I've been thinking a lot about pride.
What does a humble life look like?
How does a person live humbly within themselves and among others?
What does it feel like to make decisions without comparing myself to others or the world and not feel either that bit of I-measure-up pride or the despair of the pride I have being punctured?
This is what got me thinking:
Health insurance. Jeremy has always been able to provide health insurance through Omni (since we decided I would stay home with our children). The cost of health insurance has steadily and rapidly increased to the point that it was a considerable financial burden for the premium and we still had large deductible and copays to keep the premium within reach.
This month Jeremy was advised by our long time health insurance broker to not provide insurance based on the significant increase in premium costs and seek government or government subsidized insurance for our family.
Enter Anna's dental crisis. We have been waiting for dental insurance knowing that our policy is up for renewal so we have been delaying scheduling Anna's treatment. Last week Anna's tooth started hurting to the point that I had to take her in. We forced an x-ray and she needed antibiotics. Since she is having pain her treatment will be expedited and is considered "emergency" now. So the kind resident asks me if their Medicaid Application Counselor can reach out to me. With tears building I say "yes" because that was the next phone call on my list to make anyway.
I'm a social worker by nature and education. I'm the one to help people navigate "the system." I wrote a grant for just that purpose. I'm not the one who is supposed to be using "the system." The kind lady called me immediately and when I spoke to her my pride made me tell her that I'm a social worker. My pride made me choke up as I made the list of documents that I needed to provide to prove that we qualify.
I met with her. She was thrilled that we had completed the application up to the last click on our own. She told me that all six of us qualify for zero premium. She explained to me how to navigate the application process. Maybe pridefully I told her we would scan and email the documents she needed. Of course, that did save me having to drive them to her office.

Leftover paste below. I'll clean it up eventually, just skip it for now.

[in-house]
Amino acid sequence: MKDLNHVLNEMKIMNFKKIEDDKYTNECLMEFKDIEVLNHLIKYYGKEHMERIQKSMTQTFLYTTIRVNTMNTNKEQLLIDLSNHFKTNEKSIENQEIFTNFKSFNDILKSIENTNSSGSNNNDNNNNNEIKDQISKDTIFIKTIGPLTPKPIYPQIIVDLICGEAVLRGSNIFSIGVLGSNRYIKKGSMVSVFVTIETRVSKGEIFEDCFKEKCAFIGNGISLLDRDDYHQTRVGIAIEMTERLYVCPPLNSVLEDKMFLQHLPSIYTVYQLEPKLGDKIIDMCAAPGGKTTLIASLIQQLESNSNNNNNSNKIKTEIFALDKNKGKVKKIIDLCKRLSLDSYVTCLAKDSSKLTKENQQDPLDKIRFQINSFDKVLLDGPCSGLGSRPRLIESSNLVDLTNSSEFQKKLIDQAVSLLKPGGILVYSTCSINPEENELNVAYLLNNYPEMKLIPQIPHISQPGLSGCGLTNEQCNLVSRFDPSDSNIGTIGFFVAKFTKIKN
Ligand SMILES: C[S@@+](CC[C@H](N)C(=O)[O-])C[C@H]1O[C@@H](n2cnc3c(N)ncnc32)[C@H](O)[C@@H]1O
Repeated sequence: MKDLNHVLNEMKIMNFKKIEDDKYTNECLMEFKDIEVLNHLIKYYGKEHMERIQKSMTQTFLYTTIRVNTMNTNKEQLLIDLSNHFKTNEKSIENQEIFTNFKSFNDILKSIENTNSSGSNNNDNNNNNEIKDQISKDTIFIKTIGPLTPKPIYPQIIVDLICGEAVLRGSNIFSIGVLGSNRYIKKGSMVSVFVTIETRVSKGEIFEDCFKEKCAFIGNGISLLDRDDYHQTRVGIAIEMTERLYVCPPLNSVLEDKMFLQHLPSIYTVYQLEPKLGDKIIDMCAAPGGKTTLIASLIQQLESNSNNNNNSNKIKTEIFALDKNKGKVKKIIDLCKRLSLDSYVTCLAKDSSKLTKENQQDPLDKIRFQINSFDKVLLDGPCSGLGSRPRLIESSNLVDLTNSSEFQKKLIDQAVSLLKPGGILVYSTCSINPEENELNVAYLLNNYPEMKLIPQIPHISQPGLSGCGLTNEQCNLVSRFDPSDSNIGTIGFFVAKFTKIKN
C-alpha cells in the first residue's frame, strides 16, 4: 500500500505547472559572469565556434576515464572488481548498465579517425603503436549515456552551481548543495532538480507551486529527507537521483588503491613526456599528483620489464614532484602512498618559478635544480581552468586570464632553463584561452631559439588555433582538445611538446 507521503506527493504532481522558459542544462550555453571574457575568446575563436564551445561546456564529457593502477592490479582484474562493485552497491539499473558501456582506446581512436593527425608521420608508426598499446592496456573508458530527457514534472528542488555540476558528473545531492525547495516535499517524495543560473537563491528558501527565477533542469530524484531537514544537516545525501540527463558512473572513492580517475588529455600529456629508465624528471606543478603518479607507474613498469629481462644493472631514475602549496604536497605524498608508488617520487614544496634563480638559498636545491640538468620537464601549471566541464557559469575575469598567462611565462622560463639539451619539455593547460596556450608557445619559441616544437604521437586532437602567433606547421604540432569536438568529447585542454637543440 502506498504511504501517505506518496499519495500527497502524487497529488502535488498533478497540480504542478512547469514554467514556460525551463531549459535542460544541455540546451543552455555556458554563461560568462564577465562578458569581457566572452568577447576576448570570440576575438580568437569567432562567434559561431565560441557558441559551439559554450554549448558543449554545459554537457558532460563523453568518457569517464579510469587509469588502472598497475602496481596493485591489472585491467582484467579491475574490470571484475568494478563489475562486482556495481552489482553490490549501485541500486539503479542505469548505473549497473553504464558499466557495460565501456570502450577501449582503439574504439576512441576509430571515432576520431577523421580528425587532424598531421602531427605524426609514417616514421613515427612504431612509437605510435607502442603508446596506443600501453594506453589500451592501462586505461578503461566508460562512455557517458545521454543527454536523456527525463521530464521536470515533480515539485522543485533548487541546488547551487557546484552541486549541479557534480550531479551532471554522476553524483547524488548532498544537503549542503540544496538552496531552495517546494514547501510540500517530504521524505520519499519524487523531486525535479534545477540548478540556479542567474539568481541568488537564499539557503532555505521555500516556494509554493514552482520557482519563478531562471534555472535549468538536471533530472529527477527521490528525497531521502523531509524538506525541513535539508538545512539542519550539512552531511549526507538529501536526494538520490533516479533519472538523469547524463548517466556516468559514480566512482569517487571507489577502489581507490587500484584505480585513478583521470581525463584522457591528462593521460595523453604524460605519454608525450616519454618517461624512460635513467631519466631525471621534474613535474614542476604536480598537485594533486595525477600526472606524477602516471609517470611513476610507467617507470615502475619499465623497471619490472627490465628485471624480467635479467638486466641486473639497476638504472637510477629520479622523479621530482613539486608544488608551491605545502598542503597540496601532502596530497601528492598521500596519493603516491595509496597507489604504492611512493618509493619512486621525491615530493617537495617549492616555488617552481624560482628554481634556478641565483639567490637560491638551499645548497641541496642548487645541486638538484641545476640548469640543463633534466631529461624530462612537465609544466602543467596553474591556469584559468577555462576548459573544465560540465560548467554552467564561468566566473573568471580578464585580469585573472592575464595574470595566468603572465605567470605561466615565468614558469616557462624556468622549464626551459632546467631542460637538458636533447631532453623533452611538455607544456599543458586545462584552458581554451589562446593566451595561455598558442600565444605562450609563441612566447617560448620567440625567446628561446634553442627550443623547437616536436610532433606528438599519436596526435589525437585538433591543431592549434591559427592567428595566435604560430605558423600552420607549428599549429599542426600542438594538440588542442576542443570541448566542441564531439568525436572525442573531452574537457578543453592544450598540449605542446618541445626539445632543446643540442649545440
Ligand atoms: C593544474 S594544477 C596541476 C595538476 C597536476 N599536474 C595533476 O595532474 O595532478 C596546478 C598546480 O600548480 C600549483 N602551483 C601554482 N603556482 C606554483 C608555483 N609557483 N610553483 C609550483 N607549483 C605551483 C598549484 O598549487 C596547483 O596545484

Tears rolled out of my eyes on my way home (and maybe I'm tearing up as I'm typing). I had to fight those evil voices telling me that we are poor. We aren't providing for our children. "They" must think we were irresponsible in our choice to have a large family.
None of it is true. The system has made it difficult for smaller entrepreneur business owners living the American Dream. We pay plenty of taxes. We are upstanding citizens contributing to society so if the government wants to give us a chance to stay in business I should thank them for letting me use tax dollars we paid for our family's health care. I shouldn't feel ashamed and humiliated for doing what is best for my family.
So our State of Maryland Medical Assistance Program cards arrived yesterday and I called today and chose our Managed Care Organization and Anna's treatment is scheduled and will happen soon. The treatment that we thought would cause us debt or at least a payment plan will not be a financial burden for us.
What has caused me tears and embarrassment is actually a gift and something that I am grateful for at this time in our lives.
Another level of pride will be dealt with when I hand our new cards to practices where we have been long time patients. I will also have to leave a practice that does not accept Medicaid in any form.
It's funny how when a personal growth issue is made obvious in an incident, I become aware of it in plenty of other areas of my life. That too, is a gift.